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What is the Leyenda de El Cadejo?

What is the Leyenda de El Cadejo?

In Costa Rica, un buen susto keeps young and old on the right path.

What I'm about to tell you, may seem like fantasy, but it truly did happen to me a few years ago. And it made me realize that the most important lessons in life often come disguised as events that defy explanation or logic.

I had just put adolescence aside to venture into a slightly older world and I believed that freedom and maturity were synonymous.

I come from a humble family. We never had any extras but there was also never a shortage of bread and coffee, even if it was just to fool the belly.

At that time, I lived on top of a hill "donde el diablo perdió la chaqueta", as we Ticos say. One of my favorite things about the place was that, because it was so remote, the city's artificial lights did not affect us there and you could clearly see the stars at night. Full-moon nights were spectacularly beautiful there.

My house, the last in a row of seven, adjoined the large coffee farm of Don López, a famous landowner in the area.

The beginning of my second decade was somewhat unruly. Coming from a small town and without much to do, it was natural that I would be curious about what the world had to offer.

So, curious to discover all there was, my friends and I began to frequent the bar in the neighboring town – about 20 minutes away.

There, I tried my first beer and became friends with guaro, as we call it.

The music was good, too: salsa and merengue playing on the old radio, a turn-of-the-century relic that miraculously still worked.

Naive and innocent, we youngsters just listened to songs and laughed, until the alcohol in our veins made it hard to tell the difference between music and gossip.

Dark night

Then one night…

On one of those nights, I met Antonio. A thin man, pale as fresh milk, he had such dark, deep-set eyes that it was difficult to distinguish the pupil from the iris.

Antonio was wearing a white button-down shirt, which looked old and somewhat worn, and black slacks that were maybe a couple of sizes larger than they should be. He also visibly limped on his left leg.

Antonio was a man of few words, but he had a very particular routine at the bar. He would arrive at around 8pm, sit in the corner of the bar and drink a transparent liquid – water or something stronger, we didn't know.

We used to leave around 10pm and he never left before us.

When I returned home, my worried mother would greet me with prayers and a scolding. Of course, she disapproved of my evening outings and would tell me stories designed to scare children.

But then, one evening, everything changed. On an evening when the moon was full, the music was particularly melodious, and the drink particularly tasty, the laughter and stories kept me and my friends in the bar longer than it should have.

I saw Antonio out of the corner of my eye, as always in his corner, until the liquor made it difficult to see anything beyond arm's length. Then, suddenly, around midnight, I didn't see him anymore.

It was around this time that I also realized that I was out later than ever and that my mother would be home, concerned. I left the bar without saying anything to anyone, without goodbyes or announcements.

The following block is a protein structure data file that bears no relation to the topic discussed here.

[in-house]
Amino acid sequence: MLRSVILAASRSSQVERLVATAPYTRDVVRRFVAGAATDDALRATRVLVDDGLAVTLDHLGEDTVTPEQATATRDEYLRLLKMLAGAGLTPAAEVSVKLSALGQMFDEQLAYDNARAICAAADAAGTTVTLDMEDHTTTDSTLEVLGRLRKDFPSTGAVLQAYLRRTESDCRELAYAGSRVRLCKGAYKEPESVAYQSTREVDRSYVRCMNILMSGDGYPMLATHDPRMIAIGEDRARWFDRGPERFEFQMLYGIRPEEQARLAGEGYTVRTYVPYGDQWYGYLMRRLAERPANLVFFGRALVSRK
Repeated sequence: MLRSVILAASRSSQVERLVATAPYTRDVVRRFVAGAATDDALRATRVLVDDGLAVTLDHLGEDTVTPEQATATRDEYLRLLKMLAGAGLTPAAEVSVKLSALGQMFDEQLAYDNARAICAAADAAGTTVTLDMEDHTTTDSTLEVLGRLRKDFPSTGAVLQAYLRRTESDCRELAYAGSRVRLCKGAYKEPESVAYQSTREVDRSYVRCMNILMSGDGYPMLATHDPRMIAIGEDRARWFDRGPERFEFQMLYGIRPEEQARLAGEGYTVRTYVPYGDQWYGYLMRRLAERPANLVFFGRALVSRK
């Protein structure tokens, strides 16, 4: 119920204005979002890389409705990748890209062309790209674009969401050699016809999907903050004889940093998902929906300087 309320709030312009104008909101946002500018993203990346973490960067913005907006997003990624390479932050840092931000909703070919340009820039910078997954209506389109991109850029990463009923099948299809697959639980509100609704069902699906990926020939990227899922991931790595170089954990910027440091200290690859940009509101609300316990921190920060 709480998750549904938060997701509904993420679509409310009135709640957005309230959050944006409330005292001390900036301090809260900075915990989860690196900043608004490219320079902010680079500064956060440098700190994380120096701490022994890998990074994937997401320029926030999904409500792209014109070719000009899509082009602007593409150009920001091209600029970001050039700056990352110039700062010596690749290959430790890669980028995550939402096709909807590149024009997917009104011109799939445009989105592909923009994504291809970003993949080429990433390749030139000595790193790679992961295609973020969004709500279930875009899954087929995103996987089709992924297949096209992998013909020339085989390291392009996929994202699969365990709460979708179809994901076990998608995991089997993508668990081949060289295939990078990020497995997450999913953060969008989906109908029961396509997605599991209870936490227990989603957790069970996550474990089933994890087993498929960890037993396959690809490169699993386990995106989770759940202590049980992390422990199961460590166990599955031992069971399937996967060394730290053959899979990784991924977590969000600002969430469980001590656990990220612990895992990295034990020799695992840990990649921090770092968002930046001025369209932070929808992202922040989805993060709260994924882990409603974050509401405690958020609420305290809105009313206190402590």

Black dog

El Cadejo appears

Walking was difficult, the ground shifted, and the cold air hit my neck and ears. The early morning fog made it even more challenging to distinguish the path, so it was logical that I was going to stumble and when I looked up, I saw it for the first time.

It was shaped like a dog, about half the size of a man, on all fours. Its fur was black as the darkest hour of the night and its red eyes shone like two rubies. Long, prominent fangs protruded from its snout.

Thick white mist curled around its enormous paws and large iron chains were tied to its hind legs. It dragged behind it when it walked… and when it did, I could see that it was limping on its left side.

My mom had told me a lot about this tormentor. They call him El Cadejo, the dog of the underworld, the pet of the devil himself. I had heard stories that could never do justice to the animal in front of me, with a sad and heavy look and a bone-chilling howl. And it was there, a few meters from me.

I was petrified, the shock of seeing him was enough to clear up any alcohol-induced fogginess.

But unlike in the stories my mother told, the huge dog was not trying to attack me. He was there waiting, waiting for me not to stumble again. His moan was not in fear, it was in pain.

I approached him with a courage that, to this day, I cannot explain and when I looked at him I understood who he was: Antonio.

The silent, mysterious man was the human form of El Cadejo and he was there to guide those who had lost their way after a few drinks.

That night of the full moon and the giant dog, El Cadejo with chains, accompanied me to the front door of my house and then, in the blink of an eye, he disappeared into the cold mist. 

My mother, who was waiting for my return at the door, said she had seen it too – the dog from hell.

But I understood that it was something else, El Cadejo was there to show lost souls the path again, to lead them safely to their destination.

The years passed and I kept my friendships but I never visited that bar again. Eerily enough, the neighbors say that after that night, the mysterious Antonio was also never seen there again.


 

 




Sara Jiménez Molina

Sara is from Costa Rica, and divides her time between Alajuela and Puntarenas. She specializes in culture and travel writing, and hopes to one day put all her insight down in a book. She has written for Orgullo Latino since 2022.

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